Friday, July 10, 2009
Memories are made of this
It is about four inches square. A better photograph would show it to be a grid of hundreds of tiny ferromagnetic ceramic donuts, each one strung through with four thin wires (see inset from web). It's been laying around my house since the early days of computers.
Each of the tiny donuts can be magnetized one of two ways -- clockwise or counterclockwise -- depending on the direction of the current that is sent through the wires. Each donut then can store a one or a zero, and the direction of magnetization can be read and rewritten by sending an appropriate current through the wires. Six-hundred or so bits of computer memory. Core memory, it was called.
Compare this early example of computer memory to the little postage-stamp-sized card in your digital camera that stores 4 gigabytes of data. Fifty-million times more data in a fraction of the space.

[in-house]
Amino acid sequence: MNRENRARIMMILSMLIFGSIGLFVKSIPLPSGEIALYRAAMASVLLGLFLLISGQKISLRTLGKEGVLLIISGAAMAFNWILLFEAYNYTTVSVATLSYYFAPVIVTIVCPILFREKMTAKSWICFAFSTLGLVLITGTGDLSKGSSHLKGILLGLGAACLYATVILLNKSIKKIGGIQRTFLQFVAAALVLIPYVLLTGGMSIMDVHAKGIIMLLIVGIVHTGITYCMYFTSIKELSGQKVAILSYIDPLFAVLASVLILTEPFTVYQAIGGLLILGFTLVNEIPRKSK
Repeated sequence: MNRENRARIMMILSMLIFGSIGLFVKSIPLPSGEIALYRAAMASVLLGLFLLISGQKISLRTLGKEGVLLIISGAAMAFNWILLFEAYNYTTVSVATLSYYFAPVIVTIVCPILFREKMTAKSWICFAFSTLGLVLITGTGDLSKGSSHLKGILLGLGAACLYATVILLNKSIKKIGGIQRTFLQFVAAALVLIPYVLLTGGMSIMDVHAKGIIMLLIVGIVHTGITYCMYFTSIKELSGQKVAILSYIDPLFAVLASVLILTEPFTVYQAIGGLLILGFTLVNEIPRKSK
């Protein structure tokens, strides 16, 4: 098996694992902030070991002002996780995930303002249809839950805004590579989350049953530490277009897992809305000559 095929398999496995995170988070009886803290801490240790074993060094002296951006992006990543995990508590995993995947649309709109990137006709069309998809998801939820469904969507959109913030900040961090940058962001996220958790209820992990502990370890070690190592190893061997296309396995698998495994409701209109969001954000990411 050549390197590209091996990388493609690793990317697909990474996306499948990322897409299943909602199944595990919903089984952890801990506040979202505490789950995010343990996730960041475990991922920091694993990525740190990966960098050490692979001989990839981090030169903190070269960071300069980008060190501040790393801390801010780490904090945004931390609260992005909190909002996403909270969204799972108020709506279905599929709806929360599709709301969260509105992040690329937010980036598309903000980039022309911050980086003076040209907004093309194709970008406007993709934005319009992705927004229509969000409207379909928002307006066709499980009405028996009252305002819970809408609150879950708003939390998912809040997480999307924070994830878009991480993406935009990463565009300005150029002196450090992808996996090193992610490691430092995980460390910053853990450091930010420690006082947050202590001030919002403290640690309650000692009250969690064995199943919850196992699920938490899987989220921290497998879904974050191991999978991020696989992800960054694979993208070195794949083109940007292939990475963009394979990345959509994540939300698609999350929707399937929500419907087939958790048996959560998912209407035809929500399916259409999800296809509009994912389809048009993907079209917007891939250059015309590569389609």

Each bit of the earliest magnetic core memory cost about a buck. At that rate, your camera card would cost $32 billion.
Or what about that flash drive you stick in the USB port, with its 64 gigabytes of memory.
Soon, the hard drive in your computer will be replaced by flash memory, if it hasn't been already.
Always smaller, denser, cheaper -- inevitably approaching the density and capacity of the human brain.